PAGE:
Twitter is advertising for "a small independent team of up to five open source architects, engineers, and designers to develop an open and decentralized standard for social media" with the goal of becoming "a client of that standard."
It's a pretty seismic move, albeit one that's short on details and binding promises. Twitter was originally designed to be part of a federated network, but over the years, the company has tightened controls over its APIs and other elements in such a way as to make it progressively harder to create federated or third-party tools to interact with Twitter users. Sometimes, this was undertaken in the name of privacy or security (and indeed, there were some privacy and security gains through those moves) and sometimes it was just presented as a fait accompli, and either way, it's transformed Twitter into another centralized platform -- albeit one that is more generous about linking and embedding that its primary rival, the walled gardens of Facebook and its subsidiaries, whose goal is to enclose and snuff out the open internet.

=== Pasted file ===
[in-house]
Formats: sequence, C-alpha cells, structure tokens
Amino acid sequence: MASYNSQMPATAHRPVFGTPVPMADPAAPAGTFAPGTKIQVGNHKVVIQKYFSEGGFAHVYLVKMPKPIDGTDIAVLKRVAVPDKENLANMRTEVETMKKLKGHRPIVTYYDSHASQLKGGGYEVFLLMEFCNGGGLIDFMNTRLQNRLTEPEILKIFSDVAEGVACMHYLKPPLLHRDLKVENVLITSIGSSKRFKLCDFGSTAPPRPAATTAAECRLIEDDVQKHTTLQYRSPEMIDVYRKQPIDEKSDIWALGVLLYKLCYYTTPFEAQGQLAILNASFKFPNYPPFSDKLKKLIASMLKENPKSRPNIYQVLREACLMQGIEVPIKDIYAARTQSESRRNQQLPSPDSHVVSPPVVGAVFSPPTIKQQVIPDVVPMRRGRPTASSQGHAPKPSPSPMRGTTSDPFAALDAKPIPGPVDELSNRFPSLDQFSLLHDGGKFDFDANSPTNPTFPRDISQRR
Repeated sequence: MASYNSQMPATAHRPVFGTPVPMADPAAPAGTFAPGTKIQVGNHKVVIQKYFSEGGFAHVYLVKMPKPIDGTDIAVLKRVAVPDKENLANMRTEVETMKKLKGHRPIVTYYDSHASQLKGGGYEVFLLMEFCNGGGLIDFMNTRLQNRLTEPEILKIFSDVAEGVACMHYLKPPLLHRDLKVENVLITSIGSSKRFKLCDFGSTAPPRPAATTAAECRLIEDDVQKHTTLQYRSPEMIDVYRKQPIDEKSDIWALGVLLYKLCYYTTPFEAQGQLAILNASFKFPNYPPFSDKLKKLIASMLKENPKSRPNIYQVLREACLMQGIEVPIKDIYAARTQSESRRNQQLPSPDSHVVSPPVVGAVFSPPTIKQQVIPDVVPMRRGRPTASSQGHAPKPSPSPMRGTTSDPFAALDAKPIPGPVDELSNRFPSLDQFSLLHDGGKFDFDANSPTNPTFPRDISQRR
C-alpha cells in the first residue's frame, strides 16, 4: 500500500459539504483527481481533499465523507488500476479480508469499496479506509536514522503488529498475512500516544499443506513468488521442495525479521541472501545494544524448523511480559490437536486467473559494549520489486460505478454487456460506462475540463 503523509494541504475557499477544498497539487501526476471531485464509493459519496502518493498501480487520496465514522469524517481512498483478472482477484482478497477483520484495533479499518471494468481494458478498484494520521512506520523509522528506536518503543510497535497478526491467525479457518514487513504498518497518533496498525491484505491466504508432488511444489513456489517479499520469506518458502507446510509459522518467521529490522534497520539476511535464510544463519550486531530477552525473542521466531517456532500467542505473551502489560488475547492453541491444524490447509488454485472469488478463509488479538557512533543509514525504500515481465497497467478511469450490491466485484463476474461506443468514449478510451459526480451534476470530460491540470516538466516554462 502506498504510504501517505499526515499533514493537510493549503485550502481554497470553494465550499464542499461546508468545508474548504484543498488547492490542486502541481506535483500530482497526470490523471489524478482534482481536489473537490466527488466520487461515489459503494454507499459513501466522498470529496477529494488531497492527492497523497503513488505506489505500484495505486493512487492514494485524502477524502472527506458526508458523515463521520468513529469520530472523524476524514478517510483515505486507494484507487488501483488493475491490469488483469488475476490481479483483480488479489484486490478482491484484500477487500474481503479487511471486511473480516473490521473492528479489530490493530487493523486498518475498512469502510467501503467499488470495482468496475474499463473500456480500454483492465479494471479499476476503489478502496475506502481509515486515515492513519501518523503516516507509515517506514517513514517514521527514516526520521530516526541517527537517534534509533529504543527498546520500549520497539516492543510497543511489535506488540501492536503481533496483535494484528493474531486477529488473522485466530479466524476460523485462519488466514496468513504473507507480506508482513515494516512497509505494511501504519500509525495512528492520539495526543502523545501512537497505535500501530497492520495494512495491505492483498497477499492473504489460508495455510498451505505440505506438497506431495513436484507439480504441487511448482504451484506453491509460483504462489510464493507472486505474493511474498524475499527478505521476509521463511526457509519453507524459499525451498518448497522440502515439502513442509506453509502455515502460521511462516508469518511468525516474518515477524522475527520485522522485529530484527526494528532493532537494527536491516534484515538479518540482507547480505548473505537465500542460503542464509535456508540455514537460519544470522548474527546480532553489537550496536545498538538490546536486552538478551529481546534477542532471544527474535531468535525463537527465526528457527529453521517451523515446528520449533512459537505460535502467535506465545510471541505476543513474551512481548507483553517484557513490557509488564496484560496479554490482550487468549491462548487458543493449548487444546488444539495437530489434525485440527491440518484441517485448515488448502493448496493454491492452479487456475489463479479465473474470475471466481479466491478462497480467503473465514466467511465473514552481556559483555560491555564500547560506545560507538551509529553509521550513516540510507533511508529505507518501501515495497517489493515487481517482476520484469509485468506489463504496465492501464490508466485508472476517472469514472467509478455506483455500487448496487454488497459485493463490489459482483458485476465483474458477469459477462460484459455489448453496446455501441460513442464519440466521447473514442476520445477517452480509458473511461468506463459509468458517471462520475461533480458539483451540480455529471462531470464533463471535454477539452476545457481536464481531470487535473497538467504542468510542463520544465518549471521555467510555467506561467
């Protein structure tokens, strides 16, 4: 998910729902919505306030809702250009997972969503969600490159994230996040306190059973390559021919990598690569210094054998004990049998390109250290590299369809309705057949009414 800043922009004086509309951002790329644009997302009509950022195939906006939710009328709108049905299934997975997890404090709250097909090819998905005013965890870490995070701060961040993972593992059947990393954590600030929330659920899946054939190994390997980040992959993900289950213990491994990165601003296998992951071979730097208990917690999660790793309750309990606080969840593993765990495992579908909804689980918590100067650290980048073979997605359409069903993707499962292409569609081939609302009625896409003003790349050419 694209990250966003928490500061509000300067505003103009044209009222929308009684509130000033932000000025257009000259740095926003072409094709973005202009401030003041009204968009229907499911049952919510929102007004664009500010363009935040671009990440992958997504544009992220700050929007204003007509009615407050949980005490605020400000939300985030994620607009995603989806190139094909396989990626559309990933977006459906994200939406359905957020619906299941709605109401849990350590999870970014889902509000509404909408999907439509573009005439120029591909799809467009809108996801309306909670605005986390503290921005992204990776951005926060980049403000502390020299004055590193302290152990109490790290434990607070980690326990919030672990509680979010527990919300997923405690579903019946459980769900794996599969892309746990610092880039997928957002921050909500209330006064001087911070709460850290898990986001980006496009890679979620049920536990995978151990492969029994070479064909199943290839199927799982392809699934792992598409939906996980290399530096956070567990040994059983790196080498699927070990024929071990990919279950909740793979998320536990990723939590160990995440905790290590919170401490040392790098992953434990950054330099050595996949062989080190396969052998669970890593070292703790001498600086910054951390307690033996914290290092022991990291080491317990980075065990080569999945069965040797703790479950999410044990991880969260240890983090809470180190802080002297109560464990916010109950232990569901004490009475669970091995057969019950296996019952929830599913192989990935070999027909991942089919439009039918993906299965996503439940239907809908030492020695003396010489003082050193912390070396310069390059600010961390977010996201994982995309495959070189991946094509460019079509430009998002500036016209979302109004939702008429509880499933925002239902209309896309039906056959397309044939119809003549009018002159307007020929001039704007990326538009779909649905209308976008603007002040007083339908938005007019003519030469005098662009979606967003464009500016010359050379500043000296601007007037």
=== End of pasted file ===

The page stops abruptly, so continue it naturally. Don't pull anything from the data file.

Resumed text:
Twitter CEO @Jack explains:
First, we’re facing entirely new challenges centralized solutions are struggling to meet. For instance, centralized enforcement of global policy to address abuse and misleading information is unlikely to scale over the long-term without placing far too much burden on people.
Second, the value of social media is shifting away from content hosting and removal, and towards recommendation algorithms directing one’s attention. Unfortunately, these algorithms are typically proprietary, and one can’t choose or build alternatives. Yet.
Third, existing social media incentives frequently lead to attention being focused on content and conversation that sparks controversy and outrage, rather than conversation which informs and promotes health.
Finally, new technologies have emerged to make a decentralized approach more viable. Blockchain points to a series of decentralized solutions for open and durable hosting, governance, and even monetization. Much work to be done, but the fundamentals are there.
Twitter Makes A Bet On Protocols Over Platforms [Mike Masnick/Techdirt]